It’s happened to all of us. You walk into a room and can’t remember why you’re there. Or you struggle to find the right word in casual conversation. Most of us just laugh it off; after all, we are getting older. But if the same thing happens to your elderly mom or dad, it may have you concerned.
Every 70 seconds, someone develops Alzheimer’s. The disease is predicted to affect 1 in 85 people by 2050.
So how do you know if your parents' memory lapses are more than just old age? Here are five signs that it could be Alzheimer’s disease.
Mom doesn’t know when she is supposed to go back to the doctor, despite being told the details of the appointment several times. Dad can’t remember if he has taken his pills. Memory loss is one of the most common indications of Alzheimer’s, especially forgetting things you’ve recently learned.
Dad gets lost driving home from the grocery store; Mom can’t recall how to make her famous banana bread. When seniors have difficulty with familiar tasks, it could be an early warning sign.
Dad puts his keys away – in the refrigerator. A person with Alzheimer’s may put things in unusual places and not be able to retrace his steps to find them.
Mom stops in the middle of what she is saying with no idea how to continue. She refers to her watch as a “hand-clock." People with Alzheimer’s may have trouble following a conversation, repeat themselves or struggle to find simple words.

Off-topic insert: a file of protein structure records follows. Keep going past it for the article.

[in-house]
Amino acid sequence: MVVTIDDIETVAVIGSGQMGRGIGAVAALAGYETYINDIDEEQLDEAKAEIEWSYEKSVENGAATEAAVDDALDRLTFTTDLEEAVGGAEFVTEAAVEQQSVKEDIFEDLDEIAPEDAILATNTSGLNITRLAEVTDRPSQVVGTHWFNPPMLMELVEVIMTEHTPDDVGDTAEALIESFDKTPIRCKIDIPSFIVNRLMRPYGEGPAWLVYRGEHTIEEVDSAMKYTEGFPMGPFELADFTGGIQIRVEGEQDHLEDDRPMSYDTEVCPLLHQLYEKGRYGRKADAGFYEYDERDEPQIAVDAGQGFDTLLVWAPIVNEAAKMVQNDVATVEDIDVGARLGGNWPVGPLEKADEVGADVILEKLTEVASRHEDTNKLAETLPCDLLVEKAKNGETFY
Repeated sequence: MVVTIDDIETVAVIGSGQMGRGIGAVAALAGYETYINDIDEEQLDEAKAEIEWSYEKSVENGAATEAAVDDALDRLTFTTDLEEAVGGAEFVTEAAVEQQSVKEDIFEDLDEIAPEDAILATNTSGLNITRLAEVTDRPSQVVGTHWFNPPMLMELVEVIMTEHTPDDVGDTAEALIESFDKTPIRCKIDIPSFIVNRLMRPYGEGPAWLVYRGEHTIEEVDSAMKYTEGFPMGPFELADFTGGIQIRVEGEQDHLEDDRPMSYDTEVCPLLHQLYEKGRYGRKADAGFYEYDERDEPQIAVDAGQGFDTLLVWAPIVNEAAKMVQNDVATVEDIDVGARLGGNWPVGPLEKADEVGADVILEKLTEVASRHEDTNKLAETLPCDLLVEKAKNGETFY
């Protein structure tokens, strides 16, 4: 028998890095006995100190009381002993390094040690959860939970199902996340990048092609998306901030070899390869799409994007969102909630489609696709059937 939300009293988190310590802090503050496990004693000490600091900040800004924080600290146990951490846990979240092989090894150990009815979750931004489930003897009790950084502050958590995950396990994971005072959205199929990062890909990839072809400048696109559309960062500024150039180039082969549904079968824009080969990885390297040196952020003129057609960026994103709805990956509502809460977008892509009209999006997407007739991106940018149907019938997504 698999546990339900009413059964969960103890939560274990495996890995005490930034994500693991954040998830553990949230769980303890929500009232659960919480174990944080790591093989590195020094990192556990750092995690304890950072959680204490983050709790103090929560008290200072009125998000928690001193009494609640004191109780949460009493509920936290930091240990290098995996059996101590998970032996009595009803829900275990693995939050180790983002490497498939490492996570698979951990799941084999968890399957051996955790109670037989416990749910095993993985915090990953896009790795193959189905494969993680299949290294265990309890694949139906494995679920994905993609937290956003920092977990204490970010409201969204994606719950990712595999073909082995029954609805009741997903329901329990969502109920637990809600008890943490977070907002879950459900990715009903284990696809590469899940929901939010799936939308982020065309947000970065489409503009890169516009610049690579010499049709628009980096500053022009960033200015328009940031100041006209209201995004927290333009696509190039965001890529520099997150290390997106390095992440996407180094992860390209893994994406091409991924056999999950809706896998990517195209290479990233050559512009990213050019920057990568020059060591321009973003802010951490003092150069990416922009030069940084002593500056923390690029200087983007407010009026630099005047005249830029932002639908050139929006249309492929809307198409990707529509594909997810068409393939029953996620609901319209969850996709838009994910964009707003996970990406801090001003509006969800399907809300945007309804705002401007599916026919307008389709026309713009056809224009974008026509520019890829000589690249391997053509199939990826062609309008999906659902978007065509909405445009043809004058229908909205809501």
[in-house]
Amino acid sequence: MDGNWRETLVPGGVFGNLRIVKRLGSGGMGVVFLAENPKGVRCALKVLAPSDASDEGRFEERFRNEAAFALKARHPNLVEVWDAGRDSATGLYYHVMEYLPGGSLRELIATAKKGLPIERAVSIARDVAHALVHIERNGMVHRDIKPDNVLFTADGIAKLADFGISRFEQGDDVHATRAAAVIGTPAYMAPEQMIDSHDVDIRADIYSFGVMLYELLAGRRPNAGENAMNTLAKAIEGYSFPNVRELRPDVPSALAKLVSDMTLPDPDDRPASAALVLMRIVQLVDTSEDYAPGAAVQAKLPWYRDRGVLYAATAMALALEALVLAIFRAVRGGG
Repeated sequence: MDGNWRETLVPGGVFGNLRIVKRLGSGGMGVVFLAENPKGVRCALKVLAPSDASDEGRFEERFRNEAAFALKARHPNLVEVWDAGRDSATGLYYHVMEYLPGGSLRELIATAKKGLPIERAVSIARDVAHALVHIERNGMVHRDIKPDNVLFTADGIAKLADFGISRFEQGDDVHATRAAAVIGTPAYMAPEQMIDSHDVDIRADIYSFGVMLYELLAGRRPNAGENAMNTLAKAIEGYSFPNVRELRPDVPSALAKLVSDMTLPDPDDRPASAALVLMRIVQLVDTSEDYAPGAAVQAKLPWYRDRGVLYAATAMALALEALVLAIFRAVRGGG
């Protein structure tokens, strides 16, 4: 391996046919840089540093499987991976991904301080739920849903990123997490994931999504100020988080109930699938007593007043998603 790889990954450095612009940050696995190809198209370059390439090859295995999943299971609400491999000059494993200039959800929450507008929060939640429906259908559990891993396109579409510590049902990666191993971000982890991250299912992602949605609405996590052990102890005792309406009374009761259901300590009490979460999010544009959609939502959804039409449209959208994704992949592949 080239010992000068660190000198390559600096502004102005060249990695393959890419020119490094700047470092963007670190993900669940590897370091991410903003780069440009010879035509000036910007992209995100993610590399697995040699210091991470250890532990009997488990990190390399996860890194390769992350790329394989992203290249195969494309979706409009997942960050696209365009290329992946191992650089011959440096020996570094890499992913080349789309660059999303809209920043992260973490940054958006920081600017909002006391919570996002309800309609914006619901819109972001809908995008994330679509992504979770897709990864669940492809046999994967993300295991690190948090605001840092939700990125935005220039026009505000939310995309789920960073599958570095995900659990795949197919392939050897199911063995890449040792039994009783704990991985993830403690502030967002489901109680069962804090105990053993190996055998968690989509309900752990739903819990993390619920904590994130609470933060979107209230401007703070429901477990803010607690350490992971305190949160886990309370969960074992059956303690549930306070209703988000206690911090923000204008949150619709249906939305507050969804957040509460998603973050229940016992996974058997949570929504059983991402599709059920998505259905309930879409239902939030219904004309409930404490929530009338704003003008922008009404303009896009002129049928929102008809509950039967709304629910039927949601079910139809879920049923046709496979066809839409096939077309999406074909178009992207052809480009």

Dad pays $1,500 to get the duct work on his house cleaned because a door-to-door salesman said it needed to be done. Mom often forgets to shower and insists on wearing a sundress in winter. Impaired or poor judgment can be a sign of Alzheimer’s.
If you notice these or other concerning changes in your elderly parent, it’s time to call the doctor. When Alzheimer’s is detected early, patients get the maximum benefits from treatments that may slow the progression of the disease.
Caregivers from SYNERGY HomeCare are not only trained to spot the signs of Alzheimer’s disease, but they also work with patients who have been diagnosed. Caregivers can help Alzheimer’s patients remain safe while living at home. Caregivers make sure patients have social interaction and mind-stimulating activities. If you choose to provide care to your loved one with Alzheimer’s, hiring an outside caregiver to provide respite is always a great backup plan.